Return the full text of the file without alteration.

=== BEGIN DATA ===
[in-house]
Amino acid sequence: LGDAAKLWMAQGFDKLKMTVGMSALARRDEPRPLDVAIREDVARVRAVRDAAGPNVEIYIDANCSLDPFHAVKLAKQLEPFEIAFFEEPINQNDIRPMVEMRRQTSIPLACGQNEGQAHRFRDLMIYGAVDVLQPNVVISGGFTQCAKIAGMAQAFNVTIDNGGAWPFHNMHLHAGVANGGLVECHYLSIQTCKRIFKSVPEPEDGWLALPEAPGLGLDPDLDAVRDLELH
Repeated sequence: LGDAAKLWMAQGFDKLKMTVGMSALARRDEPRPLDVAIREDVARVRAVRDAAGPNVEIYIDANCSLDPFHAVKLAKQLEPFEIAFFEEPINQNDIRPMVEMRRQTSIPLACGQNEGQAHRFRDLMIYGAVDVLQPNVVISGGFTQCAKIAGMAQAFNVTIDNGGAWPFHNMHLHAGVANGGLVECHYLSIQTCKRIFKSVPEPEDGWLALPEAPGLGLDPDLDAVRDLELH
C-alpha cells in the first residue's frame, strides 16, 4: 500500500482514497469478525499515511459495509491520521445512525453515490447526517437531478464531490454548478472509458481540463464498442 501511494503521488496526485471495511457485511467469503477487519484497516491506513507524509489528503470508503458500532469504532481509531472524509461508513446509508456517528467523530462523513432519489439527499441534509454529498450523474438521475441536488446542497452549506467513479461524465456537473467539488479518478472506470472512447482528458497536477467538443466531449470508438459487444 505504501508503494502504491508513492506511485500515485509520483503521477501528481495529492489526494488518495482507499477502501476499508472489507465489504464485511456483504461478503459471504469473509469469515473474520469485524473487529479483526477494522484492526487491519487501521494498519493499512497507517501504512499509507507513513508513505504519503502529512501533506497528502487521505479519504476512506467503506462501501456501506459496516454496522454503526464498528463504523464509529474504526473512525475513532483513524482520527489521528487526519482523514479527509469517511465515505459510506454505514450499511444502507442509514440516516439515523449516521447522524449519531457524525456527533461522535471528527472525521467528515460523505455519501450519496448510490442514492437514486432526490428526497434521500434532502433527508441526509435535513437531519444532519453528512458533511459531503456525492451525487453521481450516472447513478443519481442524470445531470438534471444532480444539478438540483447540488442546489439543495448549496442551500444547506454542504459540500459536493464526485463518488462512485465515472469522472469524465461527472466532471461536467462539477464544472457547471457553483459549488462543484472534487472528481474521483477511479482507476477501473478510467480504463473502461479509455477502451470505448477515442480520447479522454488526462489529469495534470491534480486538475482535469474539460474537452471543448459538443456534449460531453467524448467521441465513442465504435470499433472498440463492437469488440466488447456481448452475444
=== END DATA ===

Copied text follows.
[in-house]
Amino acid sequence: LGDAAKLWMAQGFDKLKMTVGMSALARRDEPRPLDVAIREDVARVRAVRDAAGPNVEIYIDANCSLDPFHAVKLAKQLEPFEIAFFEEPINQNDIRPMVEMRRQTSIPLACGQNEGQAHRFRDLMIYGAVDVLQPNVVISGGFTQCAKIAGMAQAFNVTIDNGGAWPFHNMHLHAGVANGGLVECHYLSIQTCKRIFKSVPEPEDGWLALPEAPGLGLDPDLDAVRDLELH
Repeated sequence: LGDAAKLWMAQGFDKLKMTVGMSALARRDEPRPLDVAIREDVARVRAVRDAAGPNVEIYIDANCSLDPFHAVKLAKQLEPFEIAFFEEPINQNDIRPMVEMRRQTSIPLACGQNEGQAHRFRDLMIYGAVDVLQPNVVISGGFTQCAKIAGMAQAFNVTIDNGGAWPFHNMHLHAGVANGGLVECHYLSIQTCKRIFKSVPEPEDGWLALPEAPGLGLDPDLDAVRDLELH
C-alpha cells in the first residue's frame, strides 16, 4: 500500500482514497469478525499515511459495509491520521445512525453515490447526517437531478464531490454548478472509458481540463464498442 501511494503521488496526485471495511457485511467469503477487519484497516491506513507524509489528503470508503458500532469504532481509531472524509461508513446509508456517528467523530462523513432519489439527499441534509454529498450523474438521475441536488446542497452549506467513479461524465456537473467539488479518478472506470472512447482528458497536477467538443466531449470508438459487444 505504501508503494502504491508513492506511485500515485509520483503521477501528481495529492489526494488518495482507499477502501476499508472489507465489504464485511456483504461478503459471504469473509469469515473474520469485524473487529479483526477494522484492526487491519487501521494498519493499512497507517501504512499509507507513513508513505504519503502529512501533506497528502487521505479519504476512506467503506462501501456501506459496516454496522454503526464498528463504523464509529474504526473512525475513532483513524482520527489521528487526519482523514479527509469517511465515505459510506454505514450499511444502507442509514440516516439515523449516521447522524449519531457524525456527533461522535471528527472525521467528515460523505455519501450519496448510490442514492437514486432526490428526497434521500434532502433527508441526509435535513437531519444532519453528512458533511459531503456525492451525487453521481450516472447513478443519481442524470445531470438534471444532480444539478438540483447540488442546489439543495448549496442551500444547506454542504459540500459536493464526485463518488462512485465515472469522472469524465461527472466532471461536467462539477464544472457547471457553483459549488462543484472534487472528481474521483477511479482507476477501473478510467480504463473502461479509455477502451470505448477515442480520447479522454488526462489529469495534470491534480486538475482535469474539460474537452471543448459538443456534449460531453467524448467521441465513442465504435470499433472498440463492437469488440466488447456481448452475444